Kyoto 2016: Fushimi-Inari Shrine

Date of Travel: February 27, 2016

The first place I visited was the Fushimi-Inari Shrine. It’s the head Inari shrine in Japan. Inari is the Shinto god of rice, foxes, success, agriculture and business, merchants, and other things. What’s striking about this shrine, and my main motivation for visiting it, are the thousands and thousands of orange torii gates that line the paths up the mountain.

The major shrine and other sacred places are the entrance, but many minor shrines are located along the paths on the way up.

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It was pretty busy at the bottom of the mountain so much of the initial climb was spent waiting behind many others. It cleared up mostly halfway, but then the climb got a little more difficult. And I got tired because this Texan doesn’t frequent varying elevations.

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I actually didn’t know it was a mountain until I passed some of the initial buildings and saw a map of the place! Sorry, no pic. I read online that it takes 2 hours to climb up, and I made it a goal to reach the top.

Honestly, I passed through so, so many of those orange torii gates. At every shrine along the way, thousands more lined the spaces around the shrines themselves, though the mini versions.

What’s nice about the hike up Inari Mountain is that vending machines and cafes appear every so often. I didn’t stop by going up or down, but I really thought about it.

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The last stretch, I was sweating and tired because I gunned it (walking really fast). I actually passed the top of the mountain accidentally because I didn’t notice the signage saying it was the top. I don’t have a pic, but it’s featured for a few seconds in my video journal.

After reaching the top, I made my way back down relatively quickly. I think it took me an hour and a half total to go up and down the mountain.

Some other cool pics I took:

I had a few thoughts while hiking up and down the mountain:

  • Selfie sticks are very much a thing, but not yet my thing.
  • I appreciated the overwhelming sense of the number of torii gates and shrines because it made think about the religiosity of humanity and how that inspires us to build such things dedicated to the worship of something or someone and asking for their help. And creating something tangible and beautiful to represent that. Being Catholic, that’s something I can relate to. #ReligiosityOfMankind
  • Every crossroad in the path was a struggle deciding which way to go, considering I didn’t know which would be the shortest or least-traveled path.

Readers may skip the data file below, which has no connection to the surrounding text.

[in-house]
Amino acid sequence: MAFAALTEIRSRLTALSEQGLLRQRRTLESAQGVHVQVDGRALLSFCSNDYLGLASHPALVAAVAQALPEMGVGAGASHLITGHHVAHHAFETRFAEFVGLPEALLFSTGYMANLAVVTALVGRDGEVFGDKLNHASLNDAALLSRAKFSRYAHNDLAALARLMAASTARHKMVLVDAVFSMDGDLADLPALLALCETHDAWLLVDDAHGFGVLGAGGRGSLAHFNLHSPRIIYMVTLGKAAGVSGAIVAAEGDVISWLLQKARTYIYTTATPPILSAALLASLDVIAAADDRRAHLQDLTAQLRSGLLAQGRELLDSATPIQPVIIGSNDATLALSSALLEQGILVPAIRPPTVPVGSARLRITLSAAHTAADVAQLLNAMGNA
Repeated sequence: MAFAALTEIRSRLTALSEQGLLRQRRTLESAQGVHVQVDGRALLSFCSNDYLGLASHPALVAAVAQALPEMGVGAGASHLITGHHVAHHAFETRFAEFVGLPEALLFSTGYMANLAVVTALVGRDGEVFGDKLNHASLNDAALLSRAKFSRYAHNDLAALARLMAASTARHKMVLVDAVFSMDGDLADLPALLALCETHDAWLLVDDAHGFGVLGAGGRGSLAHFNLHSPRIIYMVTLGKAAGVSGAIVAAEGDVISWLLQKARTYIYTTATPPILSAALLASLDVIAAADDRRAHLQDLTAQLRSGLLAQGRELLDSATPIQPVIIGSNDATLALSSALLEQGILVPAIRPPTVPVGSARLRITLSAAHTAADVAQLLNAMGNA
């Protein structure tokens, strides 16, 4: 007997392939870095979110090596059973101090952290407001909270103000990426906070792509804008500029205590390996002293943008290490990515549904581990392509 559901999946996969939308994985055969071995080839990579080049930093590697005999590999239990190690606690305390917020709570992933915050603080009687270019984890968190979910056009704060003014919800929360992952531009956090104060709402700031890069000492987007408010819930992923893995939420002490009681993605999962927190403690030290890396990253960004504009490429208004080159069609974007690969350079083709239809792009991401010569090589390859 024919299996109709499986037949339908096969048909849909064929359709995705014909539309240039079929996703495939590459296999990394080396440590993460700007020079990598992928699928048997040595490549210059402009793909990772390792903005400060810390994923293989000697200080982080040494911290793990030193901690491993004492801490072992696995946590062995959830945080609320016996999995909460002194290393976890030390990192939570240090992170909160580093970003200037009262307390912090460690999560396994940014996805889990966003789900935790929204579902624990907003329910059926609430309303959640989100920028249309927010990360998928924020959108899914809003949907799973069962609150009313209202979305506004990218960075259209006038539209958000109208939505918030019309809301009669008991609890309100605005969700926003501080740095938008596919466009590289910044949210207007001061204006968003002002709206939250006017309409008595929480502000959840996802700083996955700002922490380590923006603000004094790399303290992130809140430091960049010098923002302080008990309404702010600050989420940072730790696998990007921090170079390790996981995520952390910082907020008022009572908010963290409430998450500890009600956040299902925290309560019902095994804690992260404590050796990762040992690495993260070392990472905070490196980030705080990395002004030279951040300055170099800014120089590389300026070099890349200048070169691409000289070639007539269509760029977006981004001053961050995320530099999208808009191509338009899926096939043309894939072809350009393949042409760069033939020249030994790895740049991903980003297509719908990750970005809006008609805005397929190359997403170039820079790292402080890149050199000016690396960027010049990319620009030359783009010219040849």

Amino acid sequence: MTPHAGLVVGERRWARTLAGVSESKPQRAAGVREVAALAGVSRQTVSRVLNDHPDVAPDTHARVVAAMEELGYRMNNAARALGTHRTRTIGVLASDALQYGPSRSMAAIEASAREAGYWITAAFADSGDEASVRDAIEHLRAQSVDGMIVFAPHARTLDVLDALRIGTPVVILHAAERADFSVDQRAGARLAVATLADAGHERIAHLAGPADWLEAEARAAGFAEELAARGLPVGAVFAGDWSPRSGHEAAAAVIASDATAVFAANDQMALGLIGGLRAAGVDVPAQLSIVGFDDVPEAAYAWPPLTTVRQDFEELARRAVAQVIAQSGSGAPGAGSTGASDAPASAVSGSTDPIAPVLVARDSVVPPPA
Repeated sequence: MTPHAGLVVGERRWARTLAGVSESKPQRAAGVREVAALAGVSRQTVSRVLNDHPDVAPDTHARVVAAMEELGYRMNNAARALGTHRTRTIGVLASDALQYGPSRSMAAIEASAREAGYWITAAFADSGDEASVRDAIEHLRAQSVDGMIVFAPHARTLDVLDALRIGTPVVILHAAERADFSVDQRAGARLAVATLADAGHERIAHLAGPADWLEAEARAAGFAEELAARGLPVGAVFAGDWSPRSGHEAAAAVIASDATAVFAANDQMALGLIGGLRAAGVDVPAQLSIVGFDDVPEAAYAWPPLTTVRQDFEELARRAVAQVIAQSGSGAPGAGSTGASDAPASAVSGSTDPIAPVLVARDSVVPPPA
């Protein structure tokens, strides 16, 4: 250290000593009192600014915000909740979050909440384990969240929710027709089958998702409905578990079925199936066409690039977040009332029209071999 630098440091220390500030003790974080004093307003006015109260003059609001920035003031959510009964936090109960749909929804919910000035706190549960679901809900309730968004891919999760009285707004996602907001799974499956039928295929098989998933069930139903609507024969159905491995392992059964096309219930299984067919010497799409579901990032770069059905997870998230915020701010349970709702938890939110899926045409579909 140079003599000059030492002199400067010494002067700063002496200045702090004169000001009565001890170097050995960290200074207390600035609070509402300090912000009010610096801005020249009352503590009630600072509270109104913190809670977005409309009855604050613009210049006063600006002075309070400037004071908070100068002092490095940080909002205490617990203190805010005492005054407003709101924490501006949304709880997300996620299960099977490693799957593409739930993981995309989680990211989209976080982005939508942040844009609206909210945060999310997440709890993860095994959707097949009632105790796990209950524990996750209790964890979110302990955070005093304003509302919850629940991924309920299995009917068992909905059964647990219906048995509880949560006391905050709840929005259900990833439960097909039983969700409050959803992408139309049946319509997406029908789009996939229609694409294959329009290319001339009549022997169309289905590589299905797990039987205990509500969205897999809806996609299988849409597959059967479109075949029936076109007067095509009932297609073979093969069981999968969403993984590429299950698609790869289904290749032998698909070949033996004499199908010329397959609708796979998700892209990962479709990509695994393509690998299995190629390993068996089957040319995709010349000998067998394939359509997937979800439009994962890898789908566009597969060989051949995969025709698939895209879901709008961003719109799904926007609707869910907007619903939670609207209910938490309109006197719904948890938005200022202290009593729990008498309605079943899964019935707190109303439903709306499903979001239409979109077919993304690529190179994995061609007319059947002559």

• I probably could have spent more time looking at everything, but most everything was pretty similar.
  • This place would probably look amazing at night since I noticed all the lanterns along the way. I bet it would be creepy too. Maybe next time.
  • The green tea ice cream stand halfway through looked really tempting, especially on the way down after putting the effort getting to the top.

I’m really glad I made this my first stop in Kyoto because of the physicality involved in making a decently long hike up and down Inari Mountain. However, I still had a lot of walking to do for the rest of the day.

You can reach the Fushimi-Inari Shrine by taking the JR Nara Line from Kyoto Station. The second stop heading south is Inari station, which is conveniently right in front of the entrance. A lesson learned regarding the JR Nara Line is that multiple trains use that particular line but only the Local train stops at Inari station. I inadvertently boarded a Rapid train at first and eventually figured out minutes before departure that it wouldn’t stop at Inari station.

The Fushimi-Inari Shrine is free to visit. Food and drinks along the way. At the entrance/bottom/the train station are several stores where you can buy Japan and Inari-shrine related items as well as multiple food stands selling street food. I actually grabbed some dango on the way out. This particular one roasts them briefly, and it was delicious.

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After consuming my dango, I made my way towards my next destination!

To be continued.

-JD

 

 

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One thought on “Kyoto 2016: Fushimi-Inari Shrine

  1. Pingback: Kyoto 2016: Nintendo HQ | En Fuego

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